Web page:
Edmundo Eduardo Mireles, one of the founders of bilingual education in Texas, was born in Parral, Chihuahua, Mexico, on November 20, 1905, the son of Sostenes Mireles, a merchant. His mother died eight months after his birth, and his paternal grandmother raised him in Sacramento, Coahuila, Mexico, until 1913, when his father remarried and moved to San Antonio. There Edmundo learned English. Mireles accompanied his father to Mexico to fight in the Mexican Revolution and was wounded. He attended the San Fernando Parochial School, Sam Houston School, Navarro School, John D. Hood School, and Main Avenue High, where he graduated in 1926. Mireles went to the University of Texas and was one of about 250 Mexican-descent college students in Texas in 1930. He belonged to the Club Latino Americano, and in 1929–30 he served as an editor and business manager of El Universitario, the club's official organ and the first Latino newspaper at the University of Texas. He majored in linguistics and graduated from UT in 1931. After graduation he moved to San Antonio, where he taught night school at Main Avenue and where he initiated a night school at Sidney Lanier School. His wife, whom he married in 1935, was Jovita González de Mireles, a folklorist and teacher. They had met at the University of Texas. The couple had no children. Edmundo Mireles joined Council 16 of the League of United Latin American Citizens in San Antonio and later joined Council 18 in Del Rio. From 1933 to 1939 he worked at the San Felipe Independent School District in Del Rio as high school principal and helped organize Club Politico Latino, a political organization. In 1939 he moved to Corpus Christi, where he taught fifth grade at Southgate School. Mireles returned to the University of Texas in 1940 for graduate work. In Corpus Christi he became active with LULAC, serving as editor of the LULAC News from 1944 through January 1945. As president of LULAC in 1945 he supported an antidiscrimination bill introduced by state legislator J. Franklin Spears. From 1943 to 1946 he was also active with the Pan American Council, a group composed of Anglos and Latinos that sponsored Columbus Day and Pan-American activities, and for which he served as president in 1944. He also ran unsuccessfully for state representative.
On March 4, 1941, the Texas legislature passed a bill legalizing the teaching of Spanish in public schools, which ended the state's English-only policy adopted in 1917. From 1940 to 1965 Mireles coordinated and supervised instruction for the Corpus Christi Spanish Program for the third through ninth grades. In 1940 he oversaw seventy-one teachers and 5,183 children, and by 1950, 180 teachers and 9,903 children. The program stressed conversation and education in Spanish, Mexican, and Latin-American culture, literature, and history. In a climate of Pan-Americanism the Spanish program spread across at least thirty-nine school districts in Texas and influenced the teaching of foreign languages in the United States. Mireles's article "? Habla Ud. Inglés?" (Do You Speak English?) appeared in Time magazine on February 14, 1944. His program garnered national attention, and he received letters of support from Eleanor Roosevelt and Nelson Rockefeller. Mireles believed that monolingualism was "the greatest barrier to international understanding." He thought learning Spanish was necessary to avoid "linguistic isolation," to promote "good neighborliness," and to promote "bilingual competence." He also believed his program fostered pride among Spanish-speaking children. Mireles wrote or cowrote several textbooks and books, including Mi Libro Español, Libro Uno (cowritten with R. B. Fisher and Jovita in 1941) and Libro Dos and Libro Tres (cowritten with Jovita in 1943). These texts contained lessons on Spanish missions in Texas and on Álvar Núñez Cabeza de Vaca, Martín De León, Lorenzo de Zavala, and Father Miguel Hidalgo y Costilla. In 1945 he cowrote Manual and Classroom Guide for Hablemos Español. He and Jovita cowrote six books for six levels, called El Español Elemental (1949), which included folksongs like "Las Mañanitas" and "Allá en el Rancho Grande." Magazines in which he published included Texas Outlook (now the Texas State Teachers Association Advocate) and the American School Board Journal; newspapers for which he wrote included Las Noticias (in Del Rio), the Brownsville Herald, and the Corpus Christi Caller-Times. In the 1940s he edited El Progresso and the Texas Mexican Gazette, both Corpus Christi newspapers. Over a period of twenty-five years he also gave radio talks in Corpus Christi. In 1952 Mireles obtained a masters degree from the Instituto Tecnológico de Monterrey. After 1959 he worked with adult education classes, the Little School of the 400, and Head Start. Mireles knew eight languages. He died on March 18, 1987, of natural causes.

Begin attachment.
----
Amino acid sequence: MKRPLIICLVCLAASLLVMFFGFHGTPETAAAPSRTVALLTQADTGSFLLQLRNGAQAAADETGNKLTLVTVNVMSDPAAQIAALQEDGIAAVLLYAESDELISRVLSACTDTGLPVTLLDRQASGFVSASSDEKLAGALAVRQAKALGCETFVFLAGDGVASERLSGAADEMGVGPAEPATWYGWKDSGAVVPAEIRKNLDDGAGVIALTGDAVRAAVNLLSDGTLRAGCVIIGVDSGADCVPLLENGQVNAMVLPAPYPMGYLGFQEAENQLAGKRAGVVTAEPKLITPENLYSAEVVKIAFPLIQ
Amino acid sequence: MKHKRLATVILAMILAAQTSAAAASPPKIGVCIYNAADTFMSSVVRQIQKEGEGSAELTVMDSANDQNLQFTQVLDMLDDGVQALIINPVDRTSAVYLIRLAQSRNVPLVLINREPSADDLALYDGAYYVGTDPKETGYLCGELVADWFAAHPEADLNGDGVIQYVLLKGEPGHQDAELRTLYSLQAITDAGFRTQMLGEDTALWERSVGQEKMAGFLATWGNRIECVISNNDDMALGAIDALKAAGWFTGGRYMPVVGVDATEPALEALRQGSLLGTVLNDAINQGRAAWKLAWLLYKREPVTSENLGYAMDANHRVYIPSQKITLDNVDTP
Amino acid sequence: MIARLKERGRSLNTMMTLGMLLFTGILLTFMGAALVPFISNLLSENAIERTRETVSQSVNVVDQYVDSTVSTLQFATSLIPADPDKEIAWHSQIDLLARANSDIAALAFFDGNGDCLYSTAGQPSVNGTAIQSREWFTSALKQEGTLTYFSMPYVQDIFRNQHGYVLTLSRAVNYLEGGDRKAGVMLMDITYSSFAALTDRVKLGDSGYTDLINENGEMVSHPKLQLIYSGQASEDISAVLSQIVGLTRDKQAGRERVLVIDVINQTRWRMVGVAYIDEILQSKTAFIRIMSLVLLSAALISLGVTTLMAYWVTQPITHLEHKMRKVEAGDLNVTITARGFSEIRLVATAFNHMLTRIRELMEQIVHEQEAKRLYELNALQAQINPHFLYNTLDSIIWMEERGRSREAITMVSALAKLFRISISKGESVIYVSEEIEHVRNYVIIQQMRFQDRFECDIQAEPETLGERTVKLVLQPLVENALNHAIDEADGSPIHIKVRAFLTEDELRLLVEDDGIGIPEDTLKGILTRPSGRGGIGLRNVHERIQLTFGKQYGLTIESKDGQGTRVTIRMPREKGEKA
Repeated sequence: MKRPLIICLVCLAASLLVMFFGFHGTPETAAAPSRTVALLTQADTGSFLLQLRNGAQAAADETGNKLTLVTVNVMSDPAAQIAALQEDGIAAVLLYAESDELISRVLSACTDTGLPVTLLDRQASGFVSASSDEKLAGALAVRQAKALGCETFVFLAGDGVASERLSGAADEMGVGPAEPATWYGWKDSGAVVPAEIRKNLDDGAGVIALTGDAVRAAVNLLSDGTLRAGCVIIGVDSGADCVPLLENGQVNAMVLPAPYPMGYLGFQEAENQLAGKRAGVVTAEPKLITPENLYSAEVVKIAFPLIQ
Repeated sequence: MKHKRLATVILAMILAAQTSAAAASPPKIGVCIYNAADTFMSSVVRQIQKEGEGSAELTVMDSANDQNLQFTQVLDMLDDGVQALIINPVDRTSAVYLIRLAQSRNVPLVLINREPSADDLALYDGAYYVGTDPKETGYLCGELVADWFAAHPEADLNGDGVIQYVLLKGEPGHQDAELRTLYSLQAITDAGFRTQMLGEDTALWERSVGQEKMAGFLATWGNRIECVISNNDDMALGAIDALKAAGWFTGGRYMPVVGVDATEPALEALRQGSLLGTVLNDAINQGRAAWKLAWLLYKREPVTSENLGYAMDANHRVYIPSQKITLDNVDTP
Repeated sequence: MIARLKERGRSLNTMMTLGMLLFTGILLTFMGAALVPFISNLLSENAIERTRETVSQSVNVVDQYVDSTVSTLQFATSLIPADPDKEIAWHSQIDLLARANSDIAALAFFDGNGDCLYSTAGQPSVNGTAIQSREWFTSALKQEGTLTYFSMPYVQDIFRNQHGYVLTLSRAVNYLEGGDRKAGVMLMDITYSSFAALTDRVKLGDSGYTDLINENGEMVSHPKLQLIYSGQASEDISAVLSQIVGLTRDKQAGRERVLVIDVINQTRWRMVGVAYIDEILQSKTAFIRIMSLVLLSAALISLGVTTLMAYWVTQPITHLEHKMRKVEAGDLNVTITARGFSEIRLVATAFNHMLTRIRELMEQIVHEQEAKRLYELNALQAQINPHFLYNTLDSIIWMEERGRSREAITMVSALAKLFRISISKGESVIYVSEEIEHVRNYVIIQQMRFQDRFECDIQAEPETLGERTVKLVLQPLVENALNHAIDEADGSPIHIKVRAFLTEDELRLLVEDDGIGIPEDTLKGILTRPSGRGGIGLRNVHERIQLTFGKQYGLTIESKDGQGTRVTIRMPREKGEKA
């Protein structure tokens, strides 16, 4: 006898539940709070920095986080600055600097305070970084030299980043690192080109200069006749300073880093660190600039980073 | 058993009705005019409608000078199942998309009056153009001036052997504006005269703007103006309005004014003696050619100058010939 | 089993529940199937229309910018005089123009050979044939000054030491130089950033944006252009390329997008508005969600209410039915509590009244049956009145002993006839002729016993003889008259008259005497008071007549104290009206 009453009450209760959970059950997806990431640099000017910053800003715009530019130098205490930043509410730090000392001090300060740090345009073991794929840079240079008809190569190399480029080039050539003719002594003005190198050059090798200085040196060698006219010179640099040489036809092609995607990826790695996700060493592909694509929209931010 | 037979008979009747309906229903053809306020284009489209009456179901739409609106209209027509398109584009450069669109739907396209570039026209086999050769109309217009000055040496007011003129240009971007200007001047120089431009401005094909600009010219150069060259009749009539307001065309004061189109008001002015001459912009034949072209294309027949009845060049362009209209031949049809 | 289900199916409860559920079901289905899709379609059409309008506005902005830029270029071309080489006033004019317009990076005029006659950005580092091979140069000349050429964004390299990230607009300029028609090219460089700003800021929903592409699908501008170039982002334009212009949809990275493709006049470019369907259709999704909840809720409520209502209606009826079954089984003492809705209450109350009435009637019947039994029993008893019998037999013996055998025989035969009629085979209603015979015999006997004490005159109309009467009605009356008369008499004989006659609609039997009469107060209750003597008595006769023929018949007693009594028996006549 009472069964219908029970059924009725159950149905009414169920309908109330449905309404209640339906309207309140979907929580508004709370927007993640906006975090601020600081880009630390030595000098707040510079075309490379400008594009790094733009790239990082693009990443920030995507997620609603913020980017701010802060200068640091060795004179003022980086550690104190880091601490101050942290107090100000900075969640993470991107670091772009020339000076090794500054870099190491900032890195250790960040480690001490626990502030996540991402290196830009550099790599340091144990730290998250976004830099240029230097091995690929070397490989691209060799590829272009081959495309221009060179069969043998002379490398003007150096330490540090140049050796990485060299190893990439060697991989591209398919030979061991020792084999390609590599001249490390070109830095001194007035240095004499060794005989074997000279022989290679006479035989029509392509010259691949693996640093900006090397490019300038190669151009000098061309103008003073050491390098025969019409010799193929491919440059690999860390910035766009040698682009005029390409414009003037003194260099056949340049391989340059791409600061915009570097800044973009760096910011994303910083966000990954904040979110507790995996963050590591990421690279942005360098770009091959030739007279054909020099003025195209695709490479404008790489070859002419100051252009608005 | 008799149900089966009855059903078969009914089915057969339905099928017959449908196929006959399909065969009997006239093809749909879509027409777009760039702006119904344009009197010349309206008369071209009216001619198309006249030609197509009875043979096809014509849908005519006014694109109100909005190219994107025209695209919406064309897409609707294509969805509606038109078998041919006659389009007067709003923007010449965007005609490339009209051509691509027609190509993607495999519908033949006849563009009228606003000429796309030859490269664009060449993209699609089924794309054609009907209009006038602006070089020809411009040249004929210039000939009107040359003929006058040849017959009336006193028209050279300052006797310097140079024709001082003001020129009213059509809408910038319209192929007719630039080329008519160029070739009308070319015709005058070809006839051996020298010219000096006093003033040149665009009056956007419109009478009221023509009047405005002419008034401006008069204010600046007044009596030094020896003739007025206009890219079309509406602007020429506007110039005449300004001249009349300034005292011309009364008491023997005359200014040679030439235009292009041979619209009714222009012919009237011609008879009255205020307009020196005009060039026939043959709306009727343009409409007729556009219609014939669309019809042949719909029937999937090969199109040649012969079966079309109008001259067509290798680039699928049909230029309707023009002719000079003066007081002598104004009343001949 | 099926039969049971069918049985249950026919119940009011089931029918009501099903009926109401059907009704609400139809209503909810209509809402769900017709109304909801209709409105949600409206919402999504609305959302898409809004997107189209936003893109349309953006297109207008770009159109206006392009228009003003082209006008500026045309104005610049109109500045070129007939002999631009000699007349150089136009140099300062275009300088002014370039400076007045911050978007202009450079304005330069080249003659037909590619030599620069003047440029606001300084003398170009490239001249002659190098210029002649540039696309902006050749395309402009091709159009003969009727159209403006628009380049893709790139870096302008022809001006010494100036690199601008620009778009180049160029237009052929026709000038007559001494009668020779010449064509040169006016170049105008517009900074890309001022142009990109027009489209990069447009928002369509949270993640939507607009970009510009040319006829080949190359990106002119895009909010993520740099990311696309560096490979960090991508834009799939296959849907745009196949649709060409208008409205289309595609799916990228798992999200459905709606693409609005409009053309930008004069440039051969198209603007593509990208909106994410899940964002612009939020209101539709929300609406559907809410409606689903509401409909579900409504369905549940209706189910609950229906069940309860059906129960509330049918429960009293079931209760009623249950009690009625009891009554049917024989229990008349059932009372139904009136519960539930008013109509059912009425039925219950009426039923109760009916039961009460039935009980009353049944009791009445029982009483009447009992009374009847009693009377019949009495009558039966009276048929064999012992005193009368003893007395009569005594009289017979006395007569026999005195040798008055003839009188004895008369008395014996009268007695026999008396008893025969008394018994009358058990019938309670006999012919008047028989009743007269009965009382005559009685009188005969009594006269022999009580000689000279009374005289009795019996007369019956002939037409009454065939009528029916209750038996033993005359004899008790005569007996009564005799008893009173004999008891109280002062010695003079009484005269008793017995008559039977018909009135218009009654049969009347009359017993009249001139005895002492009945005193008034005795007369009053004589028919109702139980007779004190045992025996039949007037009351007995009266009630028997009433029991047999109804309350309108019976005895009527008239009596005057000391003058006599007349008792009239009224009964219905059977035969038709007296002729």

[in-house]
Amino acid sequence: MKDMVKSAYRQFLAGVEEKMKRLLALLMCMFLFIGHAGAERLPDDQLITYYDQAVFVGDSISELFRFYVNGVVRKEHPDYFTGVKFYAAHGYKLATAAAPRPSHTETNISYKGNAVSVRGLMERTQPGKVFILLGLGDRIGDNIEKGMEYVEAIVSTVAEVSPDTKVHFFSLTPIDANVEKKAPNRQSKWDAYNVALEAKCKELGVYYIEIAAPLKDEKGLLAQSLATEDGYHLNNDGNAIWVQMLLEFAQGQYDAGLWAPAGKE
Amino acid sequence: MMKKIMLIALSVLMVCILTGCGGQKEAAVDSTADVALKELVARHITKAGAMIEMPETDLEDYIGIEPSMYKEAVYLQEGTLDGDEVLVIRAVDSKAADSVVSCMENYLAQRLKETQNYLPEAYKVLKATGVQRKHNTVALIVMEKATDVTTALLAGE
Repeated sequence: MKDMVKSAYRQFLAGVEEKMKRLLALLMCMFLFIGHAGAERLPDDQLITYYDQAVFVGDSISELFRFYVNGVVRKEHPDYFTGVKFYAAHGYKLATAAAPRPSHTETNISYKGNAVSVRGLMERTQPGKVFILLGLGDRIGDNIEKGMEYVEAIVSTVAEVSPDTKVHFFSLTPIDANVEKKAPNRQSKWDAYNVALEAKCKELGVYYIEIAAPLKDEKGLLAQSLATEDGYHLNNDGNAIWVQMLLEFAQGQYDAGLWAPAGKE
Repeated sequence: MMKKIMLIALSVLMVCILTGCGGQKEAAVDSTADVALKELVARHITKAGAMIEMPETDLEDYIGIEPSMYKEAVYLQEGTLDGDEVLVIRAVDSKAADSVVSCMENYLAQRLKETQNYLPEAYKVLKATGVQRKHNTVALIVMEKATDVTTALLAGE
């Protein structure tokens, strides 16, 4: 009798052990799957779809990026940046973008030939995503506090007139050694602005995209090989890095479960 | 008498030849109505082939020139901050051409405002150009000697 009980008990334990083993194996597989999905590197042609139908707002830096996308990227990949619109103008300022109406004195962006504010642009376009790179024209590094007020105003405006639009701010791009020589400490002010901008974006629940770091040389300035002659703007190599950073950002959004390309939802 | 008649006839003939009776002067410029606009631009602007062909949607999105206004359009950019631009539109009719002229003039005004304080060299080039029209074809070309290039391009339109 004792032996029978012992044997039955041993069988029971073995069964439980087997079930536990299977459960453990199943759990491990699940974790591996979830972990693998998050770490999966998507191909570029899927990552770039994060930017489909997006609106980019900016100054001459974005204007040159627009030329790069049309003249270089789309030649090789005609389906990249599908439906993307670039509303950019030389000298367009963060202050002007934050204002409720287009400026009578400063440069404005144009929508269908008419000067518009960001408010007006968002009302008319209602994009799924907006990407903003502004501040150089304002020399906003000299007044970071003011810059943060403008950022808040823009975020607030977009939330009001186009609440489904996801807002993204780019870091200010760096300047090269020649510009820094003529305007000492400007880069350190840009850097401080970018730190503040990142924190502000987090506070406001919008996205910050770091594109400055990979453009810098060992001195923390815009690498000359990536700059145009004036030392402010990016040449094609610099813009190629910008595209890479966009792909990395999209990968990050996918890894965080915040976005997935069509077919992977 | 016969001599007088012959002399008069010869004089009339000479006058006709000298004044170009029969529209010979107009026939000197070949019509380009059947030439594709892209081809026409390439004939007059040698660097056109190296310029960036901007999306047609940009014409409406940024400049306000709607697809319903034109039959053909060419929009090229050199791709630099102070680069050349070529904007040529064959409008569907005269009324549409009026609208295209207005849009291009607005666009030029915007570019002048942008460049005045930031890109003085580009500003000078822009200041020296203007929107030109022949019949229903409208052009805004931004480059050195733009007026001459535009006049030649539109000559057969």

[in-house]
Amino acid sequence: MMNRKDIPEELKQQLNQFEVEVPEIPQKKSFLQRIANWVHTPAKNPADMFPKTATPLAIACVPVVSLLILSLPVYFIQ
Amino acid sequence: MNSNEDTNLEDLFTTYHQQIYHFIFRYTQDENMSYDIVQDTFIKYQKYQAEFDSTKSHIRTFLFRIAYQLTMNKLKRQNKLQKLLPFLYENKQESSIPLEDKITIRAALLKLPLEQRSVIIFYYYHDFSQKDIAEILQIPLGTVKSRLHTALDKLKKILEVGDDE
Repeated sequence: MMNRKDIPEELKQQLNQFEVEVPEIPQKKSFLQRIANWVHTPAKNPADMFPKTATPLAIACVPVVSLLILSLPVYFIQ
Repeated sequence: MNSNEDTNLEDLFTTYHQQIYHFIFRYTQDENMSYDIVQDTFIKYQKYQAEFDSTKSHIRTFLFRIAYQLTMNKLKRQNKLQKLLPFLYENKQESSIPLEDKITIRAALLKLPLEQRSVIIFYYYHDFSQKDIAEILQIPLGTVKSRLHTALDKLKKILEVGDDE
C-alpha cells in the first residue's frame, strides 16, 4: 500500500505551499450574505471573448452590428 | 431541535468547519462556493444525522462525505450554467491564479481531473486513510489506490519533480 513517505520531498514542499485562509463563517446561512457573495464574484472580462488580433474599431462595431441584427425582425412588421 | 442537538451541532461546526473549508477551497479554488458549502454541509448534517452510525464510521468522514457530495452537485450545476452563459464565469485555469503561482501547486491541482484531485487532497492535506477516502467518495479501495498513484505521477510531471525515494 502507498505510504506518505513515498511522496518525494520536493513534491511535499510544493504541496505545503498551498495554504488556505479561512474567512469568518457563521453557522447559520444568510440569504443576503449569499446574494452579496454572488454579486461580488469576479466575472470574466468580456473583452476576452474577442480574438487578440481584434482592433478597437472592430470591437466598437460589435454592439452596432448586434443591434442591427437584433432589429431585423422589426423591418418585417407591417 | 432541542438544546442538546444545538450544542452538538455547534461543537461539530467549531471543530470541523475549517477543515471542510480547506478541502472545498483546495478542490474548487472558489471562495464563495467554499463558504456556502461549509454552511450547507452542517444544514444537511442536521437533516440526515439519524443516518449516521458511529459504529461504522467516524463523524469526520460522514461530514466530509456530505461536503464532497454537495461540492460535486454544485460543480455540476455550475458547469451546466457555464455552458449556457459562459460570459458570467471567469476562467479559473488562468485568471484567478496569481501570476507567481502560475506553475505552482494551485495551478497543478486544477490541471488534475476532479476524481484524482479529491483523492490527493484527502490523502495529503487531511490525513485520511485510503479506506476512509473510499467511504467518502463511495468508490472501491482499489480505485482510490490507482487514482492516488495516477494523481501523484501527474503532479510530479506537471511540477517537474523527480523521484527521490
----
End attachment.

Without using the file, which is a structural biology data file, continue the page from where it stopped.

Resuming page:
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Corpus Christi Caller-Times, March 19, 1987. María G. Flores, comp., and Laura Gutiérrez-Witt, ed., Mexican American Archives at the Benson Collection: A Guide for Users (General Libraries, University of Texas at Austin, 1981). E. E. Mireles, "Corpus Christi Kids Are Bilingual," Texas Outlook, May 1951.
Activism and Social Reform
The following, adapted from the Chicago Manual of Style, 15th edition, is the preferred citation for this entry.
Cynthia E. Orozco,
“Mireles, Edmundo Eduardo,”
Handbook of Texas Online,
accessed June 26, 2022,
Published by the Texas State Historical Association.
Original Publication Date:
November 1, 1995
Most Recent Revision Date:
May 28, 2020
This entry belongs to the following Handbook Special Projects: